Bardine, B. v. Bardine, D. (opinion)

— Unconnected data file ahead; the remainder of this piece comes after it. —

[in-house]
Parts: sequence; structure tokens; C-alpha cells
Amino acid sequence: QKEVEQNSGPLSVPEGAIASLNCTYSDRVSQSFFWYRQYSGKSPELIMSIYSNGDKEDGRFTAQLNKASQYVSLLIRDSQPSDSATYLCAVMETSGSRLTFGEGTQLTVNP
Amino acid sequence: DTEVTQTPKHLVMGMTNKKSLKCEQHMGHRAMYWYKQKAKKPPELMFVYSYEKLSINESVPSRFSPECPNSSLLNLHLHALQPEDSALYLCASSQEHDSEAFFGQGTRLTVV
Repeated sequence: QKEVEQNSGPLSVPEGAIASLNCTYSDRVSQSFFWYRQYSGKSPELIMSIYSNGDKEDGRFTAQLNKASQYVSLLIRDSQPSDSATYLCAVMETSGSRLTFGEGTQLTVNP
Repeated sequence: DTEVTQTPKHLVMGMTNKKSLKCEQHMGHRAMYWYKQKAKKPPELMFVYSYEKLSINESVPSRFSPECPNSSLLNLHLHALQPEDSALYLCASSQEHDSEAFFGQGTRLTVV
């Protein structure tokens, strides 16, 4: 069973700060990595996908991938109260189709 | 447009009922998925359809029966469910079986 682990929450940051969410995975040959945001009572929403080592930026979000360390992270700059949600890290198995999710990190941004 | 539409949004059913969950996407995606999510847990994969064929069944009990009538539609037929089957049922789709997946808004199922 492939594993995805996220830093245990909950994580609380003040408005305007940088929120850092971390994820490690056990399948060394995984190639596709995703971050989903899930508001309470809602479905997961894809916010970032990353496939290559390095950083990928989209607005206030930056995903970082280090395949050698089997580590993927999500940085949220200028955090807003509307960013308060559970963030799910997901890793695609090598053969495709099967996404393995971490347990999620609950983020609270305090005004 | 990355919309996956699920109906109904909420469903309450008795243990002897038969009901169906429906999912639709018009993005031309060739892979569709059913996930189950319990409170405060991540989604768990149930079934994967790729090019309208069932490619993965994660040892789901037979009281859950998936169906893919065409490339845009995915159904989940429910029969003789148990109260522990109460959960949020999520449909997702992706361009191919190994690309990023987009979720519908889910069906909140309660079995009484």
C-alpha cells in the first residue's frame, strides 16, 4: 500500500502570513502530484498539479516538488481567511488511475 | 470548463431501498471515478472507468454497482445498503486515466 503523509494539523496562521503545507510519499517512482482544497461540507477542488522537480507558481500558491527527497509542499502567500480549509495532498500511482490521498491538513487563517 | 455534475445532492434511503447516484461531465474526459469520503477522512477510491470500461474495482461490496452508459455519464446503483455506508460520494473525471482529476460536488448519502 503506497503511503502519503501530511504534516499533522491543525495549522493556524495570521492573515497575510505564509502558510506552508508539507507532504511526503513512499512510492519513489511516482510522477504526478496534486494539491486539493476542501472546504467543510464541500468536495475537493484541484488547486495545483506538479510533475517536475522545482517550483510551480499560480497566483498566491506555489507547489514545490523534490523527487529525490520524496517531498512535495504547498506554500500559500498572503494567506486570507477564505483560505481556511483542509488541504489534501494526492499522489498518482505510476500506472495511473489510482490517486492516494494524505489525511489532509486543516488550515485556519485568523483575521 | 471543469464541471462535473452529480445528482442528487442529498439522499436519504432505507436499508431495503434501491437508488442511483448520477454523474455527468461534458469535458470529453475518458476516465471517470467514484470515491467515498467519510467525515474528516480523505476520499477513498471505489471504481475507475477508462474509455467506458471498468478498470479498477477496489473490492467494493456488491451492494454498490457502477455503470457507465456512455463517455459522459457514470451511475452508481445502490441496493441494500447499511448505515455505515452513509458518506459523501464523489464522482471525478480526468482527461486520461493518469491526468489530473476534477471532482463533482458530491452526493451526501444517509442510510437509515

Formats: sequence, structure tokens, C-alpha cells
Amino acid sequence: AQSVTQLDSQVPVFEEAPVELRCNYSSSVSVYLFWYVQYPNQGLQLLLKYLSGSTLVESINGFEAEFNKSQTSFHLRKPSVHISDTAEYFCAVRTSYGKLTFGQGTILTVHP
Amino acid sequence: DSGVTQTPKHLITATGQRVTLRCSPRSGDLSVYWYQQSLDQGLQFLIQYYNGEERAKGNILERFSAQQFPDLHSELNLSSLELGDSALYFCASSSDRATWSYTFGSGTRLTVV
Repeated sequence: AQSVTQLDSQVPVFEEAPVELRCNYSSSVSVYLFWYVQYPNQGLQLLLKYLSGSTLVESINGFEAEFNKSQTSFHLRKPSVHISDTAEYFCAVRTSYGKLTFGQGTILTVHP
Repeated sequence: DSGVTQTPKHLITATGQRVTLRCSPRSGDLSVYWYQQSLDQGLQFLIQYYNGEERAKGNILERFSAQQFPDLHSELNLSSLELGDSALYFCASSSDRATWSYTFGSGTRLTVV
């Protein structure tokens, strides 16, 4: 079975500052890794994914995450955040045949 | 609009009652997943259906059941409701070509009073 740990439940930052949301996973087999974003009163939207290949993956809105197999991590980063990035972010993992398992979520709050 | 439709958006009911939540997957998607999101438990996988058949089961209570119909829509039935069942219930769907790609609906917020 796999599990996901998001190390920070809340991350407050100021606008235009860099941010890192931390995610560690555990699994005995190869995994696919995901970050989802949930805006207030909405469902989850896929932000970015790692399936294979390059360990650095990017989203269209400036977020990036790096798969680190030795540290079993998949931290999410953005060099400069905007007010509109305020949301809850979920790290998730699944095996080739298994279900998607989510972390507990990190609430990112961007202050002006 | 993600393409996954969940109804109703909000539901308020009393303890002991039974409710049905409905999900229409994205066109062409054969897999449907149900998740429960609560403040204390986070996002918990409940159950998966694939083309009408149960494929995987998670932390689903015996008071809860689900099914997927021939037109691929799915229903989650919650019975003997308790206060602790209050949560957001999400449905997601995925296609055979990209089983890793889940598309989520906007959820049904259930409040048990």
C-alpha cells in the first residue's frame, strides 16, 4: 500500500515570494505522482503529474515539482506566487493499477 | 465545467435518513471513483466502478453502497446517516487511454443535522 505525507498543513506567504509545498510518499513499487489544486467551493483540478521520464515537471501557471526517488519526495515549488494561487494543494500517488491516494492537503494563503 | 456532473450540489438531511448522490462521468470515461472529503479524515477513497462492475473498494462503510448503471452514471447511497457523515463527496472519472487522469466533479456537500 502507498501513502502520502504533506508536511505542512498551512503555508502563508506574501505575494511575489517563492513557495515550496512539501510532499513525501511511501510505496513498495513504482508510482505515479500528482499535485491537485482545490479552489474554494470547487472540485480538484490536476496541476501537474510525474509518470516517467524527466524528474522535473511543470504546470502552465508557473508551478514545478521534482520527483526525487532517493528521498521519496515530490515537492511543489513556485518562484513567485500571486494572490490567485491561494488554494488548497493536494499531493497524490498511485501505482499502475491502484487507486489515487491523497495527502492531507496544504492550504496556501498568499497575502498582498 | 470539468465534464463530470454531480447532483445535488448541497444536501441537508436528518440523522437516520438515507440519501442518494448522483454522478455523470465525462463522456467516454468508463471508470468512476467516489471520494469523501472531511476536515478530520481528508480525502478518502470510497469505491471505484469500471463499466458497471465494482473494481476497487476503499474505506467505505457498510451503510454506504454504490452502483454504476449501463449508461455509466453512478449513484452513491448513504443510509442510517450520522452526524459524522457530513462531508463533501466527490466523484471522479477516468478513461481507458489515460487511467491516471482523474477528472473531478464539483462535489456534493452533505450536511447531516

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J-A02026-18 2018 PA Super 220 BRUCE R. BARDINE Appellant v. DONNA J. BARDINE : : : : : : : : : IN THE SUPERIOR COURT OF PENNSYLVANIA No. 1787 WDA 2016 Appeal from the Order Entered October 20, 2016 In the Court of Common Pleas of Blair County Civil Division at No(s): 2009 GN 4150 BEFORE: BOWES, J., OLSON, J., and KUNSELMAN, J. OPINION BY OLSON, J.: FILED AUGUST 2, 2018 Appellant, Bruce R. Bardine (Husband), appeals from an order entered on October 20, 2016 that granted a petition filed by Donna J. Bardine (Wife) to vacate the parties’ divorce decree and modify their property settlement agreement. We reverse. Husband and Wife were married on September 4, 1976 and separated on June 20, 2009. Husband filed a divorce complaint on November 5, 2009. Thereafter, in August 2012, the parties appeared before a hearing master to divide their marital assets, including funds held in Husband’s Kmart Corporation Employee Pension Plan (pension). At the hearing, the parties agreed to equally divide the monthly payment benefit issued from Husband’s pension and further agreed to incorporate this “equal division” term into their marital settlement agreement. The record of the hearing contains no discussion of, or agreement to, a specific monetary sum that Husband or Wife expected to receive from the pension. Wife later filed exceptions to the J-A02026-18 hearing master’s report and recommendation but did not raise an issue related to the pension. The trial court entered a final divorce decree on December 19, 2012. The decree incorporated the parties’ marital settlement agreement, including their agreement to divide equally the monthly payment benefits issued from Husband’s pension. A Qualified Domestic Relations Order (QDRO) was subsequently prepared and executed by Wife, as an alternate payee, on October 29, 2013 and by Husband, as a participant, on November 20, 2013.1 With the preparation of the QDRO, the parties learned that they each would receive a monthly payment of $480.52 from Husband’s pension. See QDRO, 12/3/13, at 2. On November 14, 2013, Wife filed a petition for permanent alimony seeking an additional monthly payment of $314.50 from Husband. Wife claimed that, throughout the proceedings, Appellant misrepresented the anticipated monthly pension benefit as $788.05 and she came to rely on that sum in accepting the parties’ marital settlement agreement. Lengthy negotiations aimed at resolving the parties’ dispute ensued but, ultimately, proved unsuccessful. After a hearing, the trial court, on October 20, 2016, vacated the parties’ divorce decree and modified their marital settlement agreement by directing Husband to pay Wife an additional $157.25 each ____________________________________________ The trial judge entered the QDRO as an order of court on December 3, 2013. 1 -2- J-A02026-18 month.2 The court also determined that it retained continuing jurisdiction to conduct oversight and enforcement of the parties’ marital settlement agreement because of Husband’s alleged fraud and the parties’ mutual mistake of fact. See Trial Court Opinion, 10/20/16, at 3; see also Trial Court Opinion, 6/30/17, at 2. Husband filed a timely notice of appeal on November 21, 2016. 3 On May 17, 2017, the trial court directed Husband to file a concise statement of errors complained of on appeal pursuant to Pa.R.A.P. 1925(b). Husband filed his concise statement on June 2, 2017 and the trial court issued a brief opinion on June 20, 2017. Husband raises two issues in this appeal: Did the trial court commit reversible error in opening and modifying the [p]arties’ [m]arital [s]ettlement [a]greement and opening the [f]inal [d]ivorce [d]ecree and [QDRO] when [Wife] failed to file a petition to open said final order within the thirty (30) day required time period under 23 Pa.C.S.A. § [3332]? Were the [trial c]ourt’s findings offered in support of modifying and opening the [f]inal [d]ivorce [d]ecree, [m]arital settlement [a]greement, and [QDRO] insufficient and inadequate as a matter of law and were said findings supported by the record? ____________________________________________ The trial court reasoned that Wife was entitled to an additional monthly payment of $157.25 because that sum equaled approximately one-half of the difference between Wife’s reasonable expectation of $788.05 and her actual pension award, $480.52. See Trial Court Opinion, 10/20/16, at 2-3. 2 Because the 30-day appeal period from the trial court’s October 20, 2016 order ended on Saturday, November 19, 2016, Husband had until Monday, November 21, 2016 to file his notice. See 1 Pa.C.S.A. § 1908 (computation of time). 3 -3- J-A02026-18 Husband’s Brief at 6. Husband raises two interrelated claims that challenge an order granting Wife’s petition to vacate the parties’ divorce decree and modify their marital settlement agreement. Hence, we shall review his claims in a single discussion. A trial court’s exercise or refusal to exercise its authority to open, vacate, or strike a divorce decree is reviewable on appeal for an abuse of discretion. See Ratarsky v. Ratarsky, 557 A.2d 23, 25-27 (Pa. Super. 1989), affirmed, 581 A.2d 1377 (Pa. 1990). Husband’s claims in this appeal center upon the application of 23 Pa.C.S.A. § 3332, which governs a trial court’s authority to open or vacate a divorce decree. Specifically, Husband points out that because Wife filed her petition more than 30 days after entry of the parties’ divorce decree, intrinsic fraud was no longer available as a justification to open or vacate the decree. Additionally, Husband asserts that Wife failed to establish extrinsic fraud, or any other basis, that would authorize the trial court to vacate the divorce decree outside the 30-day period found in § 3332. We agree. Section 3332 provides: A motion to open a decree of divorce or annulment may be made only within the period limited by 42 Pa.C.S.[A] § 5505 (relating to modification of orders) and not thereafter. The motion may lie where it is alleged that the decree was procured by intrinsic fraud or that there is new evidence relating to the cause of action which will sustain the attack upon its validity. A motion to vacate a decree or strike a judgment alleged to be void because of extrinsic fraud, lack of jurisdiction over the subject matter or a fatal defect apparent upon the face of the record must be -4- J-A02026-18 made within five years after entry of the final decree. Intrinsic fraud relates to a matter adjudicated by the judgment, including perjury and false testimony, whereas extrinsic fraud relates to matters collateral to the judgment which have the consequence of precluding a fair hearing or presentation of one side of the case. 23 Pa.C.S.A. § 3332. Section 3332 sets forth clear evidentiary requirements and time constraints on a court’s authority to open or vacate a divorce decree. “For a petition to open, the motion must be made within thirty days [of the divorce decree and allege] intrinsic fraud or new evidence. For a motion to vacate, the petition must be filed within five years [of the divorce decree] where the attack is based on extrinsic fraud, lack of jurisdiction over the subject matter or a fatal defect apparent upon the face of the record.” Fenstermaker v. Fenstermaker, 502 A.2d 185, 188 (Pa. Super. 1985). “The intent of [section 3332 is] to codify the extraordinary circumstances which will outweigh the interests of the parties and the court in finality, and to delimit the time periods which within such circumstances must be established.” Anderson v. Anderson, 544 A.2d 501, 505 (Pa. Super. 1988). Here, Wife challenged the marital settlement agreement in a petition for permanent alimony that she filed on November 14, 2013, approximately 11 months after the entry of the parties’ divorce decree on December 19, 2012. Since she filed her petition more than 30 days after entry of the divorce decree, her submission cannot be construed as a timely motion to open and the question of whether intrinsic fraud existed is moot. See 23 -5- J-A02026-18 Pa.C.S.A. § 3332; Ratarsky, 557 A.2d at 25. Thus, the trial court lacked authority to open the divorce decree because of intrinsic fraud. Wife offers alternate grounds in defense of the trial court’s decision to vacate the parties’ divorce decree and modify their marital settlement agreement. Specifically, Wife alleges that Husband induced her reliance on his representations that she would receive $788.05 each month if the parties agreed to divide equally the pension. In addition, Wife argues that these same facts show a mutual mistake of fact that allowed the trial court to alter the terms of the parties’ marital settlement agreement.4 This is not a case where extrinsic fraud precluded Wife’s opportunity for a fair hearing. Even if we assume that Wife relied upon Husband’s inaccurate information about the value of anticipated pension benefits, these circumstances would not constitute extrinsic fraud under the Divorce Code. In Fenstermaker, supra, we explained the distinction between extrinsic fraud and intrinsic fraud as defined by our Supreme Court in McEvoy v. Quaker City Cab Co., 110 A. 366, 368 (Pa. 1920): By the expression ‘extrinsic or collateral fraud’ is meant some act or conduct of the prevailing party which has prevented a fair submission of the controversy. Among these are the keeping of the defeated party away from court by false promise of ____________________________________________ As additional support for her claims, Wife alleges that Husband removed funds from insurance policies and 401(k) retirement plans. These actions, however, are wholly unrelated to the relief ordered by the trial court and, therefore, would not support affirmance even if the claims proved meritorious. Hence, we shall not consider them further. 4 -6- J-A02026-18 compromise, or fraudulently keeping him in ignorance of the action. Another instance is where an attorney without authority pretends to represent a party and corruptly connives at his defeat, or where an attorney has been regularly employed and corruptly sells out his client's interest. The fraud in such case is extrinsic or collateral to the question determined by the court. The reason for the rule is that there must be an end to litigation; and, where a party has had his day in court and knows what the issues are, he must be prepared to meet and expose perjury then and there: Pico v. Cohn, [27 P. 537 (Cal. 1891)]. Where the alleged perjury relates to a question upon which there was a conflict, and it was necessary for the court to determine the truth or falsity of the testimony, the fraud is intrinsic and is concluded by the judgment, unless there be a showing that the jurisdiction of the court has been imposed upon, or that by some fraudulent act of the prevailing party the other has been deprived of an opportunity for a fair trial. Bleakley v. Barclay, [89 P. 906 (Kan. 1907)]. Fenstermaker, 502 A.2d at 188, quoting McEvoy, 110 A. at 368. A review of the record reveals that Husband’s actions did not constitute extrinsic fraud and did not prevent a fair hearing. Wife principally relies on a document dated October 27, 2011 and entitled, “Kmart Pension Benefit Calculation Summary.” According to one of the payment options listed in the summary, labeled as “100% Joint and Survivor Annuity,” both Husband and his beneficiary would be entitled to monthly payments equal to $788.05. Wife claims that she and her attorney received this document prior to the parties’ August 2012 hearing and that she relied upon it in entering the marital settlement agreement at issue. The property settlement in question was entered into by the parties following extensive, counseled negotiations. At the August 2012 hearing, Wife agreed to divide equally Husband’s pension benefit. -7- No specific J-A02026-18 payment was discussed on the record at the hearing and no specific, anticipated sum was introduced into the record. Neither Wife nor her counsel stated that Wife’s agreement to the “equal division” term was contingent upon her receipt of a specific sum or made in reliance upon the Kmart calculation summary. Wife also confirmed that she received a full and complete disclosure of the marital assets available for distribution, that the agreement constituted a full and final settlement of the parties’ marital property issues, and that she approved of the terms of the settlement. Wife does not allege that Husband participated in the preparation of the benefits summary calculation nor does she assert that Husband harbored doubts about the accuracy of its prediction of future benefits payments. She also fails to allege that Husband fraudulently transferred any funds out of his pension plan, after the summary was prepared, or otherwise manipulated or diverted part of this asset, thereby causing a reduction of his pension benefit. The record is thus clear that, at the time of the August 2012 hearing when the marital settlement agreement was reached, Husband made full, complete, and accurate disclosure of the known facts surrounding his pension. Moreover, both Wife and her counsel were aware of Wife’s marital interest in Husband’s pension and the identity of the organization that -8- J-A02026-18 administered his account.5 If Wife or her attorney wanted to know more about Husband’s pension benefit, all they (or a retained actuary or accountant) needed to do was to contact the administrator of the pension plan. In the alternative, Wife or her counsel could have demanded a sum certain as payment from Husband. Neither Wife nor her attorney, however, saw fit to pursue these options. Since property settlement negotiations remain an adversarial process, and counsel has a duty to protect his client's best interests by fully investigating the extent and nature of marital assets, we cannot impute fraud onto Husband under the present circumstances. Accordingly, we conclude that the trial court lacked authority to vacate the parties’ divorce decree on the basis of extrinsic fraud. See Fenstermaker, 502 A.2d at 188-189. Finally, we reject Wife’s claim that an alleged mutual mistake of fact justified the trial court’s decision to vacate the parties’ divorce decree and modify their property settlement. Although Wife is correct that we construe property settlement agreements pursuant to principles of contract law, see, e.g., Purdy v. Purdy, 715 A.2d 473, 475 (Pa. Super. 1998) (marital settlement agreement that is incorporated but not merged into divorce decree is subject to the law of contracts), that is not the issue we confront in ____________________________________________ The calculation summary lists a telephone number for the Kmart Pension Service and states that revised calculations could be obtained from the organization. 5 -9- J-A02026-18 this case. Here, we must decide whether Wife made the necessary threshold showing under § 3332 to trigger the trial court’s authority to open or vacate the divorce decree and modify the property settlement agreement. As we stated above, a petition to open that alleges intrinsic fraud or new evidence must be made within 30 days of the divorce decree. Fenstermaker, 502 A.2d at 188. A motion to vacate or strike a decree that alleges extrinsic fraud, lack of subject matter jurisdiction, or a fatal defect on the face of the record must be filed within five years of the divorce decree. Id. at 188. Our prior case law has held that a mutual mistake of fact “is not equivalent to new evidence that will sustain an attack on the validity of [a] decree” made within 30 days of entry.6 Holteen v. Holteen, 605 A.2d 1275, 1276 (Pa. Super. 1992) (failure of marital settlement agreement to predict every eventuality is no basis for modification). Moreover, we have declined to review mutual mistakes of fact as a form of extrinsic fraud. See id. For these reasons, the trial court erred to the extent it relied on a mutual mistake of fact to revisit the parties’ divorce decree and modify their marital settlement agreement. In sum, Wife could not rely on intrinsic fraud to open the parties’ divorce decree because she filed her petition more than 30 days after the decree was entered. In addition, Wife failed to adduce sufficient facts to ____________________________________________ Mutual mistake, of course, displaces fraud given the very different mental states at play in these alternate grounds for opening a divorce decree. 6 - 10 - J-A02026-18 establish extrinsic fraud for a petition filed within five years of a divorce decree. Since the trial court lacked authority under § 3332 to open, vacate, or strike the parties’ divorce decree, Wife’s petition should have been denied. Order reversed. Case remanded. Jurisdiction relinquished. Judgment Entered. Joseph D. Seletyn, Esq. Prothonotary Date: 8/2/2018 - 11 -